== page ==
What is the most courageous thing you have ever done? Building a culture of courage amongst students is one of our core values as a movement. In a world where it is all too easy to hide behind screens or masks of who we think we should be, courageous mission on campus moves us from a place of anonymity to a place of visibility.

Courage is defined as a mental or moral strength enabling one to venture, persevere, and withstand danger, fear, or difficulty firmly and resolutely. Although bravery and courage go hand in hand and are used interchangeably, they are not quite the same thing. Bravery looks like jumping in front of a bullet, or running into a burning building to save someone. However courage requires something much deeper, like deciding to tell someone that you’re not okay or refusing to remain silent in the face of injustice.

Bravery is often a reaction driven by external circumstances, courage is a response driven by internal strength of character. It is the powerful and measured decision that responds to a need greater than our fear. Courage moves us from the shadows into the light, from fear into outrageous faith. God meets us spectacularly in courage, it is where He delights to show up as our proud Father who makes the impossible, possible. Courage and encouragement are the places where hope breathes life into things that were once thought to be dead.

Recently, a group of us in Manchester decided to stop letting fear be the loudest voice in our lives and set ourselves the challenge of 60 minutes of insane courage. To do this we used the “Courage Quest” map which had various suggested activations including sharing the Gospel and our testimonies, praying for healing, listening for prophetic words and blessing people with random acts of kindness. The map was just a tool to get us started and what we found was that the first step of starting a conversation or stopping someone on the pavement was always the hardest but resulted in some incredible experiences. Courage is where the rubber meets the road of answering the question; do I trust that God will be with me wherever I go?

Over and over again the Bible shows us that courage is not found in the absence of fear, but in the Presence of God. Moses trusted that God would be with him in the wilderness, Daniel trusted that God would be with him the lion’s den, Job trusted that God would be with him when everyone else deserted him. Through the Courage Quest, we trusted that God would be with us as we stepped outside of our comfort zones and into adventure. We believed that in His Presence is the best place to be. We had faith that God would catch us as we leaped over the edge into the unknown.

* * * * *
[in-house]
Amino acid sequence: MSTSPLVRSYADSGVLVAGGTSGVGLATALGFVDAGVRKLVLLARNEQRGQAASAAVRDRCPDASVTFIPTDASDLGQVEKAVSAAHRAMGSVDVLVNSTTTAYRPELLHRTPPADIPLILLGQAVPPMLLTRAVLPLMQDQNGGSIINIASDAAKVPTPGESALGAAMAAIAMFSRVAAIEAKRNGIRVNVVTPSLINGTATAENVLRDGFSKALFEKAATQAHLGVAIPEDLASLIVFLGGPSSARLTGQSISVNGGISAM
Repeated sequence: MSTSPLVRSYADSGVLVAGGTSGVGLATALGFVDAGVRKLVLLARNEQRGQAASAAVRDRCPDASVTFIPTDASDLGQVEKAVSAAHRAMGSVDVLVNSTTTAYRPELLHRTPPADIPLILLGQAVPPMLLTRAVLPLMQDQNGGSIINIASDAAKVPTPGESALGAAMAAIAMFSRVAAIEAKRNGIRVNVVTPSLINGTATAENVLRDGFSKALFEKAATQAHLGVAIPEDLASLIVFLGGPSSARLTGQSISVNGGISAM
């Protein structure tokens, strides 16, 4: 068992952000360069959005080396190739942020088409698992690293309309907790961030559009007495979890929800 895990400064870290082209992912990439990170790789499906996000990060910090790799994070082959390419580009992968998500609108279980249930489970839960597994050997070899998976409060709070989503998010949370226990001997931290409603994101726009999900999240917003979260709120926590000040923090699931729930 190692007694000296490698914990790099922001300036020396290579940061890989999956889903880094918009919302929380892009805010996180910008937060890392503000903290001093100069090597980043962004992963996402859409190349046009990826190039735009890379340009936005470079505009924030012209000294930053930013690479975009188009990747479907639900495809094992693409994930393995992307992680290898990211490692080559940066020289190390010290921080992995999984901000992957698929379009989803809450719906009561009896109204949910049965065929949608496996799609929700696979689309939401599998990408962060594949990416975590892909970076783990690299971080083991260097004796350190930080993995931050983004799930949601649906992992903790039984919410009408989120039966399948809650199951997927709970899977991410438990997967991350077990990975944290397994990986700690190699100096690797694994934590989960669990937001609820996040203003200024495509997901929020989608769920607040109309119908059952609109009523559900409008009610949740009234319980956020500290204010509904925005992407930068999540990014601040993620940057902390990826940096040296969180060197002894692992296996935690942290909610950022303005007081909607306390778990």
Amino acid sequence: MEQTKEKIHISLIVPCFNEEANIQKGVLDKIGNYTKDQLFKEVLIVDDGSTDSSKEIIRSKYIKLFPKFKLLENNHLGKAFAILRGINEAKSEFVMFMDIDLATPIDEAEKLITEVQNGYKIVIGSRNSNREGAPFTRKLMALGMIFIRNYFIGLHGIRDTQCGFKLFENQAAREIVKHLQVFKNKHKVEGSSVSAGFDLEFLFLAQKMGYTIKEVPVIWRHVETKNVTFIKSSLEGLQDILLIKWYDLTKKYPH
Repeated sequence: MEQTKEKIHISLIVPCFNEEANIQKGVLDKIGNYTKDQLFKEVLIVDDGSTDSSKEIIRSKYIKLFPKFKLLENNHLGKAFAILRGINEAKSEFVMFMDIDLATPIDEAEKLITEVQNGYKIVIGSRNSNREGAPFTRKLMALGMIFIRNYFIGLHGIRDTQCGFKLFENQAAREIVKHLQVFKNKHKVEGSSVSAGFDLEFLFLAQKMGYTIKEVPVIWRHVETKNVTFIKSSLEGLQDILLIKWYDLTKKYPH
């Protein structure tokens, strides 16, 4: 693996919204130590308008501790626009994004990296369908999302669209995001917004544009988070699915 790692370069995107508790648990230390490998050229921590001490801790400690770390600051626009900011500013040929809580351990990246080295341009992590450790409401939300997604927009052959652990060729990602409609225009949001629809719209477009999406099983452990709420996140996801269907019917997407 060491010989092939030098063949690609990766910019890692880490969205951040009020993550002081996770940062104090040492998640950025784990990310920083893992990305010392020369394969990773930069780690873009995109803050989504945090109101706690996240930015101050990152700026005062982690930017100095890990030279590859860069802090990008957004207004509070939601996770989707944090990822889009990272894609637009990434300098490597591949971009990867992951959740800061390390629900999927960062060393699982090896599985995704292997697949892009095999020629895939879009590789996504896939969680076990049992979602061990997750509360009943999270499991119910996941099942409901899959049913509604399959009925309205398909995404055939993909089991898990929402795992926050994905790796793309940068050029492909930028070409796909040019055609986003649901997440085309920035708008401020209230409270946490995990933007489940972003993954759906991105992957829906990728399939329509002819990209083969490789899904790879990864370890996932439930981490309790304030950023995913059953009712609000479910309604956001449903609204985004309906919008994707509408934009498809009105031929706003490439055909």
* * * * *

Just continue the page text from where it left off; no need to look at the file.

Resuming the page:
We had the opportunity to speak to one woman who was moved by the power of the Gospel. She was on a smoke break outside of the hospital during her shift and graciously listened as we shared the good news of Jesus. We learned that God is close to those at the fringes. He cares deeply for the marginalized, the ones who don’t fit into our cookie cutter moulds of Christianity.

We gave another student some chocolate just to bless her and she couldn’t quite believe that there was no catch. We learned that love with no strings attached is radical and confuses a world that has trained us to be fluent in cynicism and suspicion. We also got lots of rejections. In these moments we learned it’s so much more about obedience than result. That pursuing the Presence is worth it regardless of the product.

Sam Parker who was part of our group said, “It wasn’t just British politeness that made people stop and listen to us. It was their looks of pain, grief, and maybe for the first time people realising the power of the gospel and the power of the Spirit to save. We wouldn’t have experienced that had we not done it, no matter how terrifying it was.” The Courage Quest stretched us all and drew us into a really special place of dependency on God. It provided the opportunity to say yes to God and no to fear, and because of this we had the experience of witnessing how God’s love changes people’s lives, including our own.